Because of his background in law, Mahatma Gandhi had a deep understanding of human psychology and worked with that to affect people even more. When he had peaceful protests, he knew that he needed to create a presence so that people would notice. He was businesslike.
Swaroop Sinha in her study on “Significance and Relevance of the Leadership Qualities, Ideals and Values of Mahatma Gandhi, in Sustaining Successful Businesses in Today’s World” says that Mahatma Gandhi was a man who believed in action with ideas stemming from his value system. He applied his values of 4 E’s: Envision, Enable, Empower, and Energize to make his life great. Mahatma Gandhi had a rock-solid value system which led to the inception of his ideas. He said: “To believe in something and not live it is dishonest”. He aspired to make positive and productive changes in his life at every turn and had a completely interdependent relationship with his followers.
As Nish Acharya in his article on “Mahatma Gandhi At 150: Lessons On Leadership” puts it, Gandhi’s most well-known, and most-studied, leadership trait was his willingness to live like the majority of Indians that he sought to help, and his exhortation that all Indians “be the change they wish to see in this world”. “His ability to live comfortably among villagers and the urban poor – to be the change he wished to see, brought him the credibility, trust and intellectual understanding needed to lead India’s independence movement. Alan Nazareth in his book, “Gandhi’s Outstanding Leadership” makes a pertinent point. He says “In a century that has the awesome distinction of being the most violent in history he confronted, non-violently, the largest, most powerful empire and secured freedom for India, which then had a fifth of the world’s population, and induced broad spectrum political, economic and social change within it. He subsequently inspired non-violent people’s struggles which achieved decolonization worldwide, ended racial oppression in USA and South Africa and terminated dictatorships in Poland, Rumania, Hungary, Czechoslovakia, German Democratic Republic, Latvia, Lithuania, Phillipines, Soviet Union, Chile, Serbia, Georgia Ukraine and Uzbekistan”
Leaders who inspire, and command universal respect are those who espoused Right rather than Might, and truth, justice and non-violent conflict resolution rather than hate, violence and war. Abraham Lincoln’s words “Let us have faith that right makes might, and in that faith let us to the end, dare to do our duty as we understand it”.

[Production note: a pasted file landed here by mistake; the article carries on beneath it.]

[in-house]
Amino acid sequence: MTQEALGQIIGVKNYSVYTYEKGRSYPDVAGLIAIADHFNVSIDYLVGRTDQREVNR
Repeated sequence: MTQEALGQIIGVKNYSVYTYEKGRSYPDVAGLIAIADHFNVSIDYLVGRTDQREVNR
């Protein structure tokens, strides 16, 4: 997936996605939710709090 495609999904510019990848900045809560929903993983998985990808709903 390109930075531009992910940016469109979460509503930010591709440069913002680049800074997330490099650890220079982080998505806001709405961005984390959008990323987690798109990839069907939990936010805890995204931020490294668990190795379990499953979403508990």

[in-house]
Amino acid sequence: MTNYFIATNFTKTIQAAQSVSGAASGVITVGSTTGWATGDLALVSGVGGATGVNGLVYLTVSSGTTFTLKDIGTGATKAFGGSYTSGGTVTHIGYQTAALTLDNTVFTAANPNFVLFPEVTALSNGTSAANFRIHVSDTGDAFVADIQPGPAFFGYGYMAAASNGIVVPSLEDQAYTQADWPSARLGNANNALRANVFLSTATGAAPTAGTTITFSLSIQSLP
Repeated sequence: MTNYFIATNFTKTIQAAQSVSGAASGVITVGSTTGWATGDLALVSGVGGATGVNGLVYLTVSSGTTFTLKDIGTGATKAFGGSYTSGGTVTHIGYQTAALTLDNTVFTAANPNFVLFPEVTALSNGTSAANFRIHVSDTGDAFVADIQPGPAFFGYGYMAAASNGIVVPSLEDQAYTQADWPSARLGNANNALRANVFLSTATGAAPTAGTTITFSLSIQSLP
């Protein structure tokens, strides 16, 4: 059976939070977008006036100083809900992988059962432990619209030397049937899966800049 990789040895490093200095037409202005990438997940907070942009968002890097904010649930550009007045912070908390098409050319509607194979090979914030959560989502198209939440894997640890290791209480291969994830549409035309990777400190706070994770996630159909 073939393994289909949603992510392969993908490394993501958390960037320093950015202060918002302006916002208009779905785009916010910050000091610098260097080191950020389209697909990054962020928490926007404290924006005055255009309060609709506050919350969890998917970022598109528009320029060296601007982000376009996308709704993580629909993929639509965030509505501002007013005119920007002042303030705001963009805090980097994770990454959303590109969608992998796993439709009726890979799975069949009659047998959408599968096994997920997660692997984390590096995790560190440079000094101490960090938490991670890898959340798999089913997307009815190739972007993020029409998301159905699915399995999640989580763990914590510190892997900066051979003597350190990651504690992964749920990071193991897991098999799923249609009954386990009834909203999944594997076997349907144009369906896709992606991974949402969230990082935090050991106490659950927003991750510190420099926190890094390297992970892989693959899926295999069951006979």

American political scientist, founder of the Albert Einstein Institution, Professor Gene Sharp says: “Gandhi was an experimenter in the development of “war without violence’. His work was pioneering and not always adequate, but it represents a major development of historic significance both in ethics and in politics….. Many problems in its further development and application remain. But in words and action Gandhi pointed toward what may be the key to the resolution of the dilemma of how one can behave peacefully and at the same time actively, and effectively oppose oppression and injustice.”
A Leader must have the ability to move the masses; it’s not just true for political leaders, but also organizational leaders. Simply lead with your heart and show that you actually believe in the purpose of what you stand for. Gandhi’s greatest ability was to walk his talk at every level and in every way. Mahatma Gandhi’s entire life story is about action, to bring about positive change. He both succeeded and failed in what he sought to do, but he always moved forward and he never gave up the quest for improvement, both social and spiritual, and both for individuals and for the Nation as a whole. He gave Indians a new spirit, a sense of self-respect and a feeling of pride in their civilization, transforming the thought process of fellow Indians.
Because of his visionary approach and ideas of empowering people, Mahatma Gandhi is also regarded as a ‘transformational leader’. He always empowered his followers towards success. He gave them hope where there may be none. One of the most outstanding qualities of Mahatma Gandhi which makes him a great transformational leader of modern history was his long term vision, self confidence – often perceived as someone who was stubborn – yet one with as strong principle of righteousness.
Transformational leaders speak to people’s emotions and values. Mahatma Gandhi encouraged open revolt but wanted no bloodshed. With the British levy on salt, he began his journey to the Dandi with only 80 followers. In no time, over the 24 days that took him to get there, hundreds of thousands Indians were with him when he reached the sea. This encouraged others to make and sell salt and to show courage as their oppressors clubbed them and threw them in prison. The Indian people felt empowered through the words and actions of Mahatma Gandhi. This empowerment of followers is a characteristic of transformational leadership. There was so much attention brought to the plight of these people that eventually the British released the Mahatma to negotiate the levy, for Gandhi had asked the world community to join him in the ‘battle of right against might’.
In conclusion, it can be said that today, Mahatma Gandhi is remembered not only as a political leader, but as a moralist who appealed to the universal conscience of mankind. Gilbert Murray (1939), Emeritus Professor, University of Oxford, testified about Gandhi: “In a world where the rulers of nations are relying more and more upon brute force and the nations trusting their lives and hopes to systems which represent the very denial of law and brotherhood, Mr. Gandhi stands out as an isolated and most impressive figure. He is a ruler obeyed by millions, not because they fear him but because they love him”.